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Chapter 89:
Al-Fajr — The Daybreak:

Revealed at Makkah: 30 verses

English Translation and Commentary of the Holy Quran by Maulana Muhammad Ali


The important Daybreak which gives its name to this chapter is the first morning of the month of Dhu-l-Hijjah, or the month of pilgrimage, because pilgrimage gave Makkah great importance as a trade centre and made its residents enjoy a life of ease, the trade of the whole country being brought to their very doors. A warning is given here of the punishment that must overtake the city, as punishment overtook ‘Ad, Thamud and others. It is one of the earliest revelations.


In the name of Allah, the Beneficent, the Merciful.

89:1 By the daybreak!

89:2 And the ten nights!

89:3 And the even and the odd!

89:4 And the night when it departs!a

89:5 Truly in this is an oath for men of understanding.

89:6 Hast thou not considered how thy Lord dealt with ‘Ad,

89:7 (Of) Iram,a having lofty buildings,

89:8 The like of which were not created in the land;

89:9 And (with) Thamud, who hewed out rocks in the valley;

89:10 And Pharaoh, the lord of hosts,

89:11 Who exceeded limits in the cities,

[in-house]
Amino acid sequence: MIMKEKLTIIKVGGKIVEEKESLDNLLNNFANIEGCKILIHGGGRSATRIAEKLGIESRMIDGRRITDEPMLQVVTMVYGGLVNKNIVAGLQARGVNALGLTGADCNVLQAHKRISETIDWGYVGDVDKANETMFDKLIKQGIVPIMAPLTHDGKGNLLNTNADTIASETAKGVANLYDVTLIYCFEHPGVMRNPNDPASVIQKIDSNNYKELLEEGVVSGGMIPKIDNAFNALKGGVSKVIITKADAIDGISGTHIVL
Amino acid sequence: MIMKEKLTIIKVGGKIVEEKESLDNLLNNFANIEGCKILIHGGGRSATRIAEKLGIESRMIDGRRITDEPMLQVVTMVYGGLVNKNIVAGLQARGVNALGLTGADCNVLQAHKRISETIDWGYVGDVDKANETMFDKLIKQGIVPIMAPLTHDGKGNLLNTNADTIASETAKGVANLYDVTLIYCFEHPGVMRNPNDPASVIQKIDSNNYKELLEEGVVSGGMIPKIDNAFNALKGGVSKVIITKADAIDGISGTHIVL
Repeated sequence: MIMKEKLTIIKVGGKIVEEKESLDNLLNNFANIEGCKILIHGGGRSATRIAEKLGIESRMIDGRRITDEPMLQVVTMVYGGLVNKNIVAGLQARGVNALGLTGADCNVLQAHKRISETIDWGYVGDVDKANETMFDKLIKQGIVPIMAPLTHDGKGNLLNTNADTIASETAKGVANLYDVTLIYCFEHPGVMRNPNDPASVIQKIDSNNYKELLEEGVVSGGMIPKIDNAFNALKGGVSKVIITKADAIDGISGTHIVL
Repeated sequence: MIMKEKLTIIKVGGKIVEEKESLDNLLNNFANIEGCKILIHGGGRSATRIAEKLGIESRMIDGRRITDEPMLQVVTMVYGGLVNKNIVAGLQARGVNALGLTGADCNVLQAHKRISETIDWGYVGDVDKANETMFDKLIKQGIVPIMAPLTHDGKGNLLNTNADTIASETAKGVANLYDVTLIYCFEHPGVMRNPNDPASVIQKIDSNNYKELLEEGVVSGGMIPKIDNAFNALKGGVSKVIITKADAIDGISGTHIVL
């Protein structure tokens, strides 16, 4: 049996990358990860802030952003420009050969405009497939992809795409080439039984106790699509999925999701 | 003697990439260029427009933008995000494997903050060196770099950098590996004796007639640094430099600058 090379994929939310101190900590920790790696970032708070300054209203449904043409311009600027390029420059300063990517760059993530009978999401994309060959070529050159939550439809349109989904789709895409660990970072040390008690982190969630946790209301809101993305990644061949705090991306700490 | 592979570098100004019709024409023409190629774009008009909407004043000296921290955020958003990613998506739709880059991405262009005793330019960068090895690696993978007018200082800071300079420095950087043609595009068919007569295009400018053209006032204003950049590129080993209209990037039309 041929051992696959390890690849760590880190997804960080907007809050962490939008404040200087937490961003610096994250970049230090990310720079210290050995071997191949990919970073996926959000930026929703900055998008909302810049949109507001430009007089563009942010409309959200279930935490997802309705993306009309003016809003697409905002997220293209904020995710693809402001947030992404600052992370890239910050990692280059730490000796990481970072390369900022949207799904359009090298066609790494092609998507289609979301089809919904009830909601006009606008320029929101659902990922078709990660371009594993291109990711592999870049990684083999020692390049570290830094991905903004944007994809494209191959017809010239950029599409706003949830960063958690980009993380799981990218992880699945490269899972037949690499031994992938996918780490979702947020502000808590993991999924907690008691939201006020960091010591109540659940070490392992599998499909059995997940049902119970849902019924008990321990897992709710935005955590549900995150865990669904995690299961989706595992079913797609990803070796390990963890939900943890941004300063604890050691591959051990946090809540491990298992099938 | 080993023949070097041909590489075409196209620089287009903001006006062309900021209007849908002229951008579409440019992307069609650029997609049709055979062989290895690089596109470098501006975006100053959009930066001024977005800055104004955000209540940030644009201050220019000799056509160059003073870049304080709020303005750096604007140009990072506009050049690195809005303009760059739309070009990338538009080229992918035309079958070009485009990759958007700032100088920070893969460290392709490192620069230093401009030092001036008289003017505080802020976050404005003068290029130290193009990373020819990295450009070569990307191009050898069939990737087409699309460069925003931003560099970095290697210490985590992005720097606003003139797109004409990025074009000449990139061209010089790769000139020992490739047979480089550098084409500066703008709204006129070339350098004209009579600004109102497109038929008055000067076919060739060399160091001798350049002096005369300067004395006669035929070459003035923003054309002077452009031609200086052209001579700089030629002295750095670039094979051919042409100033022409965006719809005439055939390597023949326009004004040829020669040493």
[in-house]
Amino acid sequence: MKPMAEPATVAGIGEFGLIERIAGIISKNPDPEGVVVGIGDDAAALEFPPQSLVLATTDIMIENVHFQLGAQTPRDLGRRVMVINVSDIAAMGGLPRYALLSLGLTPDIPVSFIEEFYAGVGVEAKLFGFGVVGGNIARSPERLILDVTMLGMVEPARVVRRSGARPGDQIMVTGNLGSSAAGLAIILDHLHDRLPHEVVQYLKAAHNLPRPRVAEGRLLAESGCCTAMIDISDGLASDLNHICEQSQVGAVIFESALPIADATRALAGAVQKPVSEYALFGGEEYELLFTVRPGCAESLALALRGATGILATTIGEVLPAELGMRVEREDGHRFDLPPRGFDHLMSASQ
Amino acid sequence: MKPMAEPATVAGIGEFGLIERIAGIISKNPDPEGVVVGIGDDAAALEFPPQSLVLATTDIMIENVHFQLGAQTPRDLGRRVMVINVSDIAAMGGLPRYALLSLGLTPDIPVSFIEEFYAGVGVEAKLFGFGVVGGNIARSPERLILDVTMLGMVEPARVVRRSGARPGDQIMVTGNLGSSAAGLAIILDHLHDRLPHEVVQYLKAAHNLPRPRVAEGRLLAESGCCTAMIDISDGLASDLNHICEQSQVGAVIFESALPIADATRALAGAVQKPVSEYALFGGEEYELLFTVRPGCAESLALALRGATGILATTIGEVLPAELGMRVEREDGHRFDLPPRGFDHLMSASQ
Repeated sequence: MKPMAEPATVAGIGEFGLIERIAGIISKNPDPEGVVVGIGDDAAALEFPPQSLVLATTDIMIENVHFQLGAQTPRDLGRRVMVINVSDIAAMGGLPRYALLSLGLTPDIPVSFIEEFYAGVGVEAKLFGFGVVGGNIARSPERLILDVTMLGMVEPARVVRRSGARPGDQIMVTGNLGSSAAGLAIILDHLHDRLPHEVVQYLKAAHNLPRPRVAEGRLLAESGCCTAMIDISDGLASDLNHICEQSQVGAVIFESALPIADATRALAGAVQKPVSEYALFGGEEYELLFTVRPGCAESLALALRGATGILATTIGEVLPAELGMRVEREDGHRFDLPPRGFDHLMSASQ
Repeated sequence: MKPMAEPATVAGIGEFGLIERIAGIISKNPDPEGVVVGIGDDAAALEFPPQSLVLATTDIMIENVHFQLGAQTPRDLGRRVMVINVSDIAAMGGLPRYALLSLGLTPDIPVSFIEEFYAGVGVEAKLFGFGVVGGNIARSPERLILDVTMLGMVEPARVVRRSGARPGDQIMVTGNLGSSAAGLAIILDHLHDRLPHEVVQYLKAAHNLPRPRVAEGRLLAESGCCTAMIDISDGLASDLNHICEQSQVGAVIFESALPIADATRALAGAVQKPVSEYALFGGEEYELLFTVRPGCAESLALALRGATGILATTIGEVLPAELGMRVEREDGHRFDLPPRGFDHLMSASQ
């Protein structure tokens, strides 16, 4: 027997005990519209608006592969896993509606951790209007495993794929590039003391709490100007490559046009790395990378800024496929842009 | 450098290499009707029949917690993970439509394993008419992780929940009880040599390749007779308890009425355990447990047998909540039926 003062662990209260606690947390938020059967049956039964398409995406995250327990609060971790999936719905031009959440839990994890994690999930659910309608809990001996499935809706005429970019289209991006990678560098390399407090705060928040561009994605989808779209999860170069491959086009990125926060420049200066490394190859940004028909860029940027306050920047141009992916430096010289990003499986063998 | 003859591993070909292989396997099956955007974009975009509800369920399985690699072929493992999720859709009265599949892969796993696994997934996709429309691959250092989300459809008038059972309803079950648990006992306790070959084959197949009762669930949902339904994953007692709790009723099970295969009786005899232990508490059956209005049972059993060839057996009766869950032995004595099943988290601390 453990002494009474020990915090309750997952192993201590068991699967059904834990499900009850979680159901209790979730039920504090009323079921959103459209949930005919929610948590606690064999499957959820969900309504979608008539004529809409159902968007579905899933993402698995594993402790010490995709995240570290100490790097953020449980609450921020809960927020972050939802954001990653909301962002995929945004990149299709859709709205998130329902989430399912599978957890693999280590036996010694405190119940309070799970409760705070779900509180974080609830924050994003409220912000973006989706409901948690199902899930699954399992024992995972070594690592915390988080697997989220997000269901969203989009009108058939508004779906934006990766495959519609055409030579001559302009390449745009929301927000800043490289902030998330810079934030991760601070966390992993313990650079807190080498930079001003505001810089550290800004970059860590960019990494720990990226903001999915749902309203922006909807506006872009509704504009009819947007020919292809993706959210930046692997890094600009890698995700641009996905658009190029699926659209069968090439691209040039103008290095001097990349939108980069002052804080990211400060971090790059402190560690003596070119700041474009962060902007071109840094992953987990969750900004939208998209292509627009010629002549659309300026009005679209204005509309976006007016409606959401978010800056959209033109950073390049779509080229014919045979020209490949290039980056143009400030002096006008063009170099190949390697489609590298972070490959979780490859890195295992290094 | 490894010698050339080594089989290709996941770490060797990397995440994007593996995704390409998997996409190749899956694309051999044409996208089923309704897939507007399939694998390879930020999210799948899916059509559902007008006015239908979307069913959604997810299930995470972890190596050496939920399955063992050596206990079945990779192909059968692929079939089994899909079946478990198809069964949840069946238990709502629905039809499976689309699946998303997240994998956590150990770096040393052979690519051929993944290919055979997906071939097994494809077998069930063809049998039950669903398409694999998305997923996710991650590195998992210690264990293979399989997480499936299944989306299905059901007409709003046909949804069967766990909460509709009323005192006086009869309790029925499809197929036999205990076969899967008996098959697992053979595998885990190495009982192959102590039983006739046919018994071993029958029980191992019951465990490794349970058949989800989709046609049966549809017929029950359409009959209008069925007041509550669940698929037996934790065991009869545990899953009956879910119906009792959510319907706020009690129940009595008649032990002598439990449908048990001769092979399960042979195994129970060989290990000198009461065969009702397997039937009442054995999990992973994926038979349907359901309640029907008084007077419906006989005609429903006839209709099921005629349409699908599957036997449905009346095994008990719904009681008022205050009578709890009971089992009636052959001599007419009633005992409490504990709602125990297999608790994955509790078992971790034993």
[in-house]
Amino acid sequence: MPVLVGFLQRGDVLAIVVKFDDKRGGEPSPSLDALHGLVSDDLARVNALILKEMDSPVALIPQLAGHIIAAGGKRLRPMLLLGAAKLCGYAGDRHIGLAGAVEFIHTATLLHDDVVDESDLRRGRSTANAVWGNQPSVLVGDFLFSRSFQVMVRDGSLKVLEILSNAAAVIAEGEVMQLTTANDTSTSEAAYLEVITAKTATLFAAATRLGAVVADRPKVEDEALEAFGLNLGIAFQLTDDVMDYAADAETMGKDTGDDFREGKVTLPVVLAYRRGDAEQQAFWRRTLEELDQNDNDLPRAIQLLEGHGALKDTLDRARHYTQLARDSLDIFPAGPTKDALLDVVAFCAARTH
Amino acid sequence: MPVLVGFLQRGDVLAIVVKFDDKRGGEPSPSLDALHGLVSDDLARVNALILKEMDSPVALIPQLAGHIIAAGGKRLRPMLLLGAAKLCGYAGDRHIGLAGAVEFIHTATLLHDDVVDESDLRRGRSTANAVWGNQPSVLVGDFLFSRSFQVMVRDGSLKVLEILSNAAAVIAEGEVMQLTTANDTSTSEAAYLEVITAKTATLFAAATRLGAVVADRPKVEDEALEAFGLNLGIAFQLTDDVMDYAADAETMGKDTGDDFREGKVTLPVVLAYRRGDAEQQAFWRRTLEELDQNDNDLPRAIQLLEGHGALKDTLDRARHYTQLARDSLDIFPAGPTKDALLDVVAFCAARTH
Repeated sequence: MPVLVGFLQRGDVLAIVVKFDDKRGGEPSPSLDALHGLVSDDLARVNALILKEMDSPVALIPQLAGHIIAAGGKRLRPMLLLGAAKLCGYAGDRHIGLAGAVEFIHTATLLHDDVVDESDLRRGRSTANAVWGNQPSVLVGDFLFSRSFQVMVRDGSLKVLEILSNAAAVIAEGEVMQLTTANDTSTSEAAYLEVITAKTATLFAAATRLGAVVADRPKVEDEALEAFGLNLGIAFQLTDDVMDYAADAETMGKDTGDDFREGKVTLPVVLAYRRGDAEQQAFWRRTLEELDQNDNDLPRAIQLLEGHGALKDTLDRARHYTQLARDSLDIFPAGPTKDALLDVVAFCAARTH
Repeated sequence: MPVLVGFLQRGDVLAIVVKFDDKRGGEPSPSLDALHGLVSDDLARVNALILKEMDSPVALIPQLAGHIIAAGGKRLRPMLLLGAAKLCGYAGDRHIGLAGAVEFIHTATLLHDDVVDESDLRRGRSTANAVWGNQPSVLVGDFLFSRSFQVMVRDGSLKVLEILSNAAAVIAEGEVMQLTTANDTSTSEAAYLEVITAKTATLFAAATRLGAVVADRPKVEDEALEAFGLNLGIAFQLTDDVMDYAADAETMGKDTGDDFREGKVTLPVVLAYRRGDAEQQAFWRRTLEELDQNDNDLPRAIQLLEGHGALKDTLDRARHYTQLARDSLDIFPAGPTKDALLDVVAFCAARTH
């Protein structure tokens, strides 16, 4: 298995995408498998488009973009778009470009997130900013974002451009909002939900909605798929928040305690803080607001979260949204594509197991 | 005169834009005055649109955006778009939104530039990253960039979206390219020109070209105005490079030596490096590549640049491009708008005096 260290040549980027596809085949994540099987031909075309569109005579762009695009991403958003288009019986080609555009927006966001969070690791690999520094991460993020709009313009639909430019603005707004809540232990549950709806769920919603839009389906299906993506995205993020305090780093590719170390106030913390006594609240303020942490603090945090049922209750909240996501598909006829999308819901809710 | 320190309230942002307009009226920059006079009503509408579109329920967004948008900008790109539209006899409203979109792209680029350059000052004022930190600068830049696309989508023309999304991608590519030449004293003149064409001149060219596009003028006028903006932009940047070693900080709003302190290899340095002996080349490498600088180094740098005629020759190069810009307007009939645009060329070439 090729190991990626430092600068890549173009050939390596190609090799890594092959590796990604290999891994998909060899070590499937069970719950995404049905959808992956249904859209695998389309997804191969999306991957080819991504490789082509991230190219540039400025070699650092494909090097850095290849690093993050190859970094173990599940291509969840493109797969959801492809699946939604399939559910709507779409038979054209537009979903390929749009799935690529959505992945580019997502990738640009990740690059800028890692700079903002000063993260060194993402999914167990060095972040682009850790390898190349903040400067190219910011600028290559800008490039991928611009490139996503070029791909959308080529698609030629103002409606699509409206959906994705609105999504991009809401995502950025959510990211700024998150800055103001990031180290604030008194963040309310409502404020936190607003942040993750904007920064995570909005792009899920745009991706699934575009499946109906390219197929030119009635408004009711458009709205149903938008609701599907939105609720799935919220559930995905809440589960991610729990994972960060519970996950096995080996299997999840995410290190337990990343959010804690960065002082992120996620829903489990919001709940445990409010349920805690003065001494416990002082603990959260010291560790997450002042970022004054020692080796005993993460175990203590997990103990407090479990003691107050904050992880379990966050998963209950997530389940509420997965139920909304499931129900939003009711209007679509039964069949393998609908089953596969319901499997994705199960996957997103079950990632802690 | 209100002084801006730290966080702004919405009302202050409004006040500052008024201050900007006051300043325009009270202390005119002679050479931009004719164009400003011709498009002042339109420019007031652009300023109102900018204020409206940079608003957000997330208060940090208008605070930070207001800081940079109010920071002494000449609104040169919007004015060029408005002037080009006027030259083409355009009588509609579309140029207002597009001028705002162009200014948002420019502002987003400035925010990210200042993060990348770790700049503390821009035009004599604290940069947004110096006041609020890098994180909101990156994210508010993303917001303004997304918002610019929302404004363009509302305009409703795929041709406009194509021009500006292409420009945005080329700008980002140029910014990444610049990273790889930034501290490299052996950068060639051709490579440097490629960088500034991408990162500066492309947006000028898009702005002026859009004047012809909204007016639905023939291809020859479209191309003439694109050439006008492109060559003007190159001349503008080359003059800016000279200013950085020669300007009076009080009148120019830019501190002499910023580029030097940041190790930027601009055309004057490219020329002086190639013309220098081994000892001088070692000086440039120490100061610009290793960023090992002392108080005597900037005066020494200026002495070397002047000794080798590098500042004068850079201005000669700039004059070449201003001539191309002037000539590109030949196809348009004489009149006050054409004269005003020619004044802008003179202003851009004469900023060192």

89:12 And made great mischief therein?

89:13 So thy Lord poured on them a portion of chastisement.a

89:14 Surely thy Lord is Watchful;

89:15 As for man, when his Lord tries him, then gives him honour and favours him, he says: My Lord honours me.

89:16 But when He tries him, then straitens to him his subsistence, he says: My Lord has disgraced me.a

89:17 Nay, but you honour not the orphan,

89:18 Nor do you urge one another to feed the poor,a

89:19 And you devour heritage, devouring all,a

89:20 And you love wealth with exceeding love.

89:21 Nay, when the earth is made to crumble to pieces,

89:22 And thy Lord comes with the angels, ranks on ranks;

89:23 And hell is made to appear that day.a On that day man will be mindful, and of what use will being mindful be then?b

89:24 He will say: O would that I had sent before for (this) my life!

89:25 But none can punish as He will punish on that day.

89:26 And none can bind as He will bind on that day.a

89:27 O soul that art at rest,

89:28 Return to thy Lord, well-pleased, well-pleasing,

89:29 So enter among My servants,

89:30 And enter My Garden!a